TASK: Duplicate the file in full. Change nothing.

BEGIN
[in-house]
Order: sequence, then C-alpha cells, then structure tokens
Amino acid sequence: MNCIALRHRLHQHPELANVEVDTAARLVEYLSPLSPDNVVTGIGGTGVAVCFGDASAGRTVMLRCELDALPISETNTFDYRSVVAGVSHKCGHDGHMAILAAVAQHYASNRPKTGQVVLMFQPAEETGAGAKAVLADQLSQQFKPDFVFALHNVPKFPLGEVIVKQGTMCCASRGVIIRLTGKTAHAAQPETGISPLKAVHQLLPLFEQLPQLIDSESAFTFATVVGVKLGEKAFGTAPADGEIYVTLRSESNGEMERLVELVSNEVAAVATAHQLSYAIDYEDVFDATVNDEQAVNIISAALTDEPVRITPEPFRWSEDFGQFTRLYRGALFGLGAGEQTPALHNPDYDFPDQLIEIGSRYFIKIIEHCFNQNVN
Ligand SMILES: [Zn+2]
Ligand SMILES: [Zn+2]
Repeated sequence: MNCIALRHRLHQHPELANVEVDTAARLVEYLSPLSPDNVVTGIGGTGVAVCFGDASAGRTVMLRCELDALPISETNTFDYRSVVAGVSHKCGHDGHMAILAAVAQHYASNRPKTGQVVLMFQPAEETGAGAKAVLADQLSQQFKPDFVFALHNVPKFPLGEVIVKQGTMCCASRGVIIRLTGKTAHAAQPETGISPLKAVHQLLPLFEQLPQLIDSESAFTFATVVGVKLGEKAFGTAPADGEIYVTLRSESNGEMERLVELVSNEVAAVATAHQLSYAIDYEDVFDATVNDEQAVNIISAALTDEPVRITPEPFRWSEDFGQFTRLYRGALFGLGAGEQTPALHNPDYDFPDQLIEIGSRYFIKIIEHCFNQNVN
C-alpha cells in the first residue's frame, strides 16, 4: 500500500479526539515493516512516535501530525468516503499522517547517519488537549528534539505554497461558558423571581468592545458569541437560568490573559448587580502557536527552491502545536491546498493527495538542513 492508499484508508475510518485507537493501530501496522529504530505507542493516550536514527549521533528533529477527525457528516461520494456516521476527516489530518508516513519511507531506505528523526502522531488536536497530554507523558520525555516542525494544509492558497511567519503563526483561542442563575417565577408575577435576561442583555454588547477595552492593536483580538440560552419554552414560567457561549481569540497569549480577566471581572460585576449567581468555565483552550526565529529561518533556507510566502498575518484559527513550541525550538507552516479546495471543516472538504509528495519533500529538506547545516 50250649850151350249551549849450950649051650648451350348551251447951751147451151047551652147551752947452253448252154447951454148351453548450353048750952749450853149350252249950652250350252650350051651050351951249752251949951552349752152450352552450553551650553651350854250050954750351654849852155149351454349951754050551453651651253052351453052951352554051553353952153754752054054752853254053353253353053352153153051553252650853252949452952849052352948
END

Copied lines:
[in-house]
Order: sequence, then C-alpha cells, then structure tokens
Amino acid sequence: MNCIALRHRLHQHPELANVEVDTAARLVEYLSPLSPDNVVTGIGGTGVAVCFGDASAGRTVMLRCELDALPISETNTFDYRSVVAGVSHKCGHDGHMAILAAVAQHYASNRPKTGQVVLMFQPAEETGAGAKAVLADQLSQQFKPDFVFALHNVPKFPLGEVIVKQGTMCCASRGVIIRLTGKTAHAAQPETGISPLKAVHQLLPLFEQLPQLIDSESAFTFATVVGVKLGEKAFGTAPADGEIYVTLRSESNGEMERLVELVSNEVAAVATAHQLSYAIDYEDVFDATVNDEQAVNIISAALTDEPVRITPEPFRWSEDFGQFTRLYRGALFGLGAGEQTPALHNPDYDFPDQLIEIGSRYFIKIIEHCFNQNVN
Ligand SMILES: [Zn+2]
Ligand SMILES: [Zn+2]
Repeated sequence: MNCIALRHRLHQHPELANVEVDTAARLVEYLSPLSPDNVVTGIGGTGVAVCFGDASAGRTVMLRCELDALPISETNTFDYRSVVAGVSHKCGHDGHMAILAAVAQHYASNRPKTGQVVLMFQPAEETGAGAKAVLADQLSQQFKPDFVFALHNVPKFPLGEVIVKQGTMCCASRGVIIRLTGKTAHAAQPETGISPLKAVHQLLPLFEQLPQLIDSESAFTFATVVGVKLGEKAFGTAPADGEIYVTLRSESNGEMERLVELVSNEVAAVATAHQLSYAIDYEDVFDATVNDEQAVNIISAALTDEPVRITPEPFRWSEDFGQFTRLYRGALFGLGAGEQTPALHNPDYDFPDQLIEIGSRYFIKIIEHCFNQNVN
C-alpha cells in the first residue's frame, strides 16, 4: 500500500479526539515493516512516535501530525468516503499522517547517519488537549528534539505554497461558558423571581468592545458569541437560568490573559448587580502557536527552491502545536491546498493527495538542513 492508499484508508475510518485507537493501530501496522529504530505507542493516550536514527549521533528533529477527525457528516461520494456516521476527516489530518508516513519511507531506505528523526502522531488536536497530554507523558520525555516542525494544509492558497511567519503563526483561542442563575417565577408575577435576561442583555454588547477595552492593536483580538440560552419554552414560567457561549481569540497569549480577566471581572460585576449567581468555565483552550526565529529561518533556507510566502498575518484559527513550541525550538507552516479546495471543516472538504509528495519533500529538506547545516 50250649850151350249551549849450950649051650648451350348551251447951751147451151047551652147551752947452253448252154447951454148351453548450353048750952749450853149350252249950652250350252650350051651050351951249752251949951552349752152450352552450553551650553651350854250050954750351654849852155149351454349951754050551453651651253052351453052951352554051553353952153754752054054752853254053353253353053352153153051553252650853252949452952849052352948